Hike at Sweetgrass trail, Nov 26
Event - Posted - Saturday, November 20, 2010 

Medomak Valley Land Trust will host a Thanksgiving hike at the Sweetgrass trail in Union. Meet at Sweetgrass Farm Winery & Distillery in Union at 10 am on Nov 26.
Survival in the Forest, Nov 28
Event - Posted - Saturday, November 20, 2010 

Tom Copeland will lead a walk and demonstrate techniques of survival in the Maine woods. He will teach what is edible, how to make a shelter, build a fire, and more. At Fields Pond Audubon Center, Holden, Nov 28 at 2 pm. Advanced registration required.
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News Items
Old Town mill takes another step toward reopening
Sun Journal - Thursday, June 20, 2019 

The Old Town mill inches a bit closer to reopening last week, with the announcement that crews accepted the first batch of wood chips needed to restart operations at the mill. The mill has been closed since 2015, when former owner Expera abruptly shuttered its doors. Last October 15, however, the property was bought by ND Paper LLC, a subsidiary of Nine Dragons Paper of Hong Kong. Nine Dragons Paper is China’s largest producer of containerboard, which most commonly is used in making cardboard boxe.
Important environmental issues at the legislature
George Smith BDN Outdoor News Blog - Thursday, June 20, 2019 

Here’s the latest legislative report from Maine Conservation Voters.
To boost recycling, Bangor residents may soon throw bottles and cans into the trash
Bangor Daily News - Thursday, June 20, 2019 

The days of Bangor residents separating their milk jugs, Moxie cans, Pottery Barn catalogues and other recyclables from the trash could be coming to an end. City staff have recommended that Bangor move away from its current program of having residents leave their recyclables out for curbside pick up every other week. Beginning in September, residents would mix — or “comingle” — all their trash and recycling into the same loads that they drop at the curb every week under the proposed changes. Those loads would then go to a new waste processing facility in Hampden, which has been designed to automatically divert any paper, plastic, organic material and other recyclable materials out of the waste stream.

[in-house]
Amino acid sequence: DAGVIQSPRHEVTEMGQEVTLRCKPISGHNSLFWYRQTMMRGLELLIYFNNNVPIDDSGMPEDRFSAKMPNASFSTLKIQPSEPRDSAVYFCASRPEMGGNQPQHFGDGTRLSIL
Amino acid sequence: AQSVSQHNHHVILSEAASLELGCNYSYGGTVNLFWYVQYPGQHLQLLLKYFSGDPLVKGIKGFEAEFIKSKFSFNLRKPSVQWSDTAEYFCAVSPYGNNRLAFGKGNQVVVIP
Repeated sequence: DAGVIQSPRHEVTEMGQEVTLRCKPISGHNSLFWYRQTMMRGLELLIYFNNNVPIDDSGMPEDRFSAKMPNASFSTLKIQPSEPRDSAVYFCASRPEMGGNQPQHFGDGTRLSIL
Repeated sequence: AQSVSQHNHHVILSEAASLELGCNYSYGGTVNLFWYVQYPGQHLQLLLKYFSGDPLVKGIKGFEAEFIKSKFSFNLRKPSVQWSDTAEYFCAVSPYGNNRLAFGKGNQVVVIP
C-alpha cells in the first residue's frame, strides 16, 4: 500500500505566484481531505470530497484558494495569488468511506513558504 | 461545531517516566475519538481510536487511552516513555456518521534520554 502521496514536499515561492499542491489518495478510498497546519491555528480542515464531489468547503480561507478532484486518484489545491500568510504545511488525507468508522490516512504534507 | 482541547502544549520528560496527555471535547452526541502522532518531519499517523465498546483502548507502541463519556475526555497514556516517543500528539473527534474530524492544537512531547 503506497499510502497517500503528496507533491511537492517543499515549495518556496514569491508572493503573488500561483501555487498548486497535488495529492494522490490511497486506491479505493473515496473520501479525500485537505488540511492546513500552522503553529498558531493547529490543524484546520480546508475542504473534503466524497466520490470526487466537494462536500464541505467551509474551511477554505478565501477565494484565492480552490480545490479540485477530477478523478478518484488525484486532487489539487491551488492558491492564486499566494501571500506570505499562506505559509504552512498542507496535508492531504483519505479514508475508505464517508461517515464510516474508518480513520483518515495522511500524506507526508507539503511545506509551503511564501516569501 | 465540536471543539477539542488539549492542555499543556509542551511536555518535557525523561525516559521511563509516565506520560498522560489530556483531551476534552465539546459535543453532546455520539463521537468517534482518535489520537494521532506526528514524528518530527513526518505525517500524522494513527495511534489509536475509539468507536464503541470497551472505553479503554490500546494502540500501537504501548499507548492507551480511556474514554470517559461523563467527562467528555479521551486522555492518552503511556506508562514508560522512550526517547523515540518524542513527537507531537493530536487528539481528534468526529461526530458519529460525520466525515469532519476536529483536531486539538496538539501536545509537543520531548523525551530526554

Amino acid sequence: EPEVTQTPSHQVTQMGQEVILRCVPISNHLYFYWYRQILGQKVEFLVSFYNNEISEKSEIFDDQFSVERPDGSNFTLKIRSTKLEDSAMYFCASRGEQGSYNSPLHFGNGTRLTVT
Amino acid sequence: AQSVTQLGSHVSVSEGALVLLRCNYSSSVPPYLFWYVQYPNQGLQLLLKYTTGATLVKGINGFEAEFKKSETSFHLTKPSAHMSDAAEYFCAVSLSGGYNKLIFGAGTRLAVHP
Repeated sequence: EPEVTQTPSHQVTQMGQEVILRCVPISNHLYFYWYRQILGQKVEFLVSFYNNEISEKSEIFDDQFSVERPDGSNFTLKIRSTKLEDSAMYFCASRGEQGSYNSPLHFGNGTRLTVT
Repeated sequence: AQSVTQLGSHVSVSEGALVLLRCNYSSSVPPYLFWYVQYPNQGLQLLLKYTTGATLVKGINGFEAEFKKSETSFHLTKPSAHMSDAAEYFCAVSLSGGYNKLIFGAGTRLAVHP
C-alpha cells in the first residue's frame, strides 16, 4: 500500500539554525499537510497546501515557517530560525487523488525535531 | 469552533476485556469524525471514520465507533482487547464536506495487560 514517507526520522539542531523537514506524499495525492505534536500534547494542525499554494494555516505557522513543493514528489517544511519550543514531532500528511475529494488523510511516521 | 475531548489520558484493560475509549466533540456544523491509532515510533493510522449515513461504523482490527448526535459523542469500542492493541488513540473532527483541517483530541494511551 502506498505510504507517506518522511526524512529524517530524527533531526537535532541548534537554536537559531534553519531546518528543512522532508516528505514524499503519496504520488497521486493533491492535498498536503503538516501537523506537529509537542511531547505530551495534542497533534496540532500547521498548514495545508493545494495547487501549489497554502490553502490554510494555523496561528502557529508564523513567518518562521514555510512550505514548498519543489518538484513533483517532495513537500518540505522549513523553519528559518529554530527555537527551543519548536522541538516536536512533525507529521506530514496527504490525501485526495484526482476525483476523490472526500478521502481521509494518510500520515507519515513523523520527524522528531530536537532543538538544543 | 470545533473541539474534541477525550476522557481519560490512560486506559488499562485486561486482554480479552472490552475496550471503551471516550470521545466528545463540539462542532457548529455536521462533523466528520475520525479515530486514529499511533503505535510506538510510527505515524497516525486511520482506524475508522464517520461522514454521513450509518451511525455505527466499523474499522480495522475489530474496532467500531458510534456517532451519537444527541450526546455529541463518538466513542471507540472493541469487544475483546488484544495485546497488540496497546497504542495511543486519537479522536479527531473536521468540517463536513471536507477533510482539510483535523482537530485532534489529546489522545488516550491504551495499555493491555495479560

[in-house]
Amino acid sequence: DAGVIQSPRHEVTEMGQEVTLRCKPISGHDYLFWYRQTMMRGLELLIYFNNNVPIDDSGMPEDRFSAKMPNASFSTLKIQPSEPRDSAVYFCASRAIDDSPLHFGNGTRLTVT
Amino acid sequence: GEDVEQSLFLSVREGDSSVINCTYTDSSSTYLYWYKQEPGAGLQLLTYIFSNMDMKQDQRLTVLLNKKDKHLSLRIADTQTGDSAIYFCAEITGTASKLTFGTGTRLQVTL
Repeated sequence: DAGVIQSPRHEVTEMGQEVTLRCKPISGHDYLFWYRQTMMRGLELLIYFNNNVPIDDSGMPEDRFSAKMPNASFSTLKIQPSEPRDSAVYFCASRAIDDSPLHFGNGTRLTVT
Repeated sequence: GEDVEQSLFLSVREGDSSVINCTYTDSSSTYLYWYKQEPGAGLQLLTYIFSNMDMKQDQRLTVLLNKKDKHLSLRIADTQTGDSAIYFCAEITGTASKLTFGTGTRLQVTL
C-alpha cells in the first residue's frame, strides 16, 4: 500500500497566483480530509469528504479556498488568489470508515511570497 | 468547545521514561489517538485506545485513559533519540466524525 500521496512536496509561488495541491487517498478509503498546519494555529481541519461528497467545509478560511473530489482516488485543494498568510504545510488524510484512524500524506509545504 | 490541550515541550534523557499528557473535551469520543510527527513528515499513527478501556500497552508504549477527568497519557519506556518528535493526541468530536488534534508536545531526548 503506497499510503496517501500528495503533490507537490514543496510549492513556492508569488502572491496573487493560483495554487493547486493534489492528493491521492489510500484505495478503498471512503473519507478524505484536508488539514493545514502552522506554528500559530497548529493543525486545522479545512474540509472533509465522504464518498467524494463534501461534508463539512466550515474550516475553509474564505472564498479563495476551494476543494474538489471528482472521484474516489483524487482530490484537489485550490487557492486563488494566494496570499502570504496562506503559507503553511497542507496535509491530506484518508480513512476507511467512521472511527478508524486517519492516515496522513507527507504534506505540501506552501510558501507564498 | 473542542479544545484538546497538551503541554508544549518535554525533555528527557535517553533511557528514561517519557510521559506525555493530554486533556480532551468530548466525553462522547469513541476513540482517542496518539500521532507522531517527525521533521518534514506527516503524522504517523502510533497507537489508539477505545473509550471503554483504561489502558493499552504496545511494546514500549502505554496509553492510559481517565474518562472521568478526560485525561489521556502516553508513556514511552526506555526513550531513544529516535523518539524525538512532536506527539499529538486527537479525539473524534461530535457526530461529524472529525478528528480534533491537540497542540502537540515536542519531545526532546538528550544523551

Backing lobstermen, Rep. Golden seeks to withhold funds for right whale protections
Portland Press Herald - Wednesday, June 19, 2019 

Rep. Jared Golden, D-Maine’s 2nd District congressman, introduced an amendment to a pending appropriations bill that would block controversial right whale regulations requiring Maine’s $485 million a year industry to cut the number of buoy lines in the Gulf of Maine by 50 percent to prevent fatal fishing gear entanglements. Golden and Rep. Chellie Pingree, D-1st District, a co-sponsor of Golden’s amendment, question NOAA’s decision to use a data tool that has not been subjected to the review of independent, third-party scientists to quantify the estimated risk to right whales. Environmentalists were especially concerned that this effort was being led by Democrats.
Somerset County residents ask commissioners to vote again on CMP corridor support
Morning Sentinel - Wednesday, June 19, 2019 

Residents frustrated with Somerset County commissioners’ support of a controversial power line project asked the commission to vote again on their support Wednesday. Opponents of the project recently accused Commissioner Lloyd Trafton of a conflict of interest for his role serving on the board of directors for Western Mountains & Rivers Corp., a nonprofit formed to oversee the spending of $22 million in mitigation dollars from Central Maine Power, the project developer, in exchange for support. Newell Graf, chairman of the county commissioners, said in response that “the (attorney general) looked at this and said there’s nothing to it as far as Commissioner Trafton is concerned. The AG’s office and the county both said there is no conflict.”
EPA defies climate warnings, gives coal plants a reprieve
Associated Press - Wednesday, June 19, 2019 

Despite scientists’ increasingly urgent warnings, the Trump administration ordered a sweeping about-face Wednesday on efforts to fight climate change, easing restrictions on coal-fired power plants in a move it predicted would revitalize America’s sagging coal industry. Despite Trump’s repeated false claims that America’s air is the cleanest it’s ever been, there were 15 percent more days with unhealthful air both last year and the year before than on average from 2013 through 2016.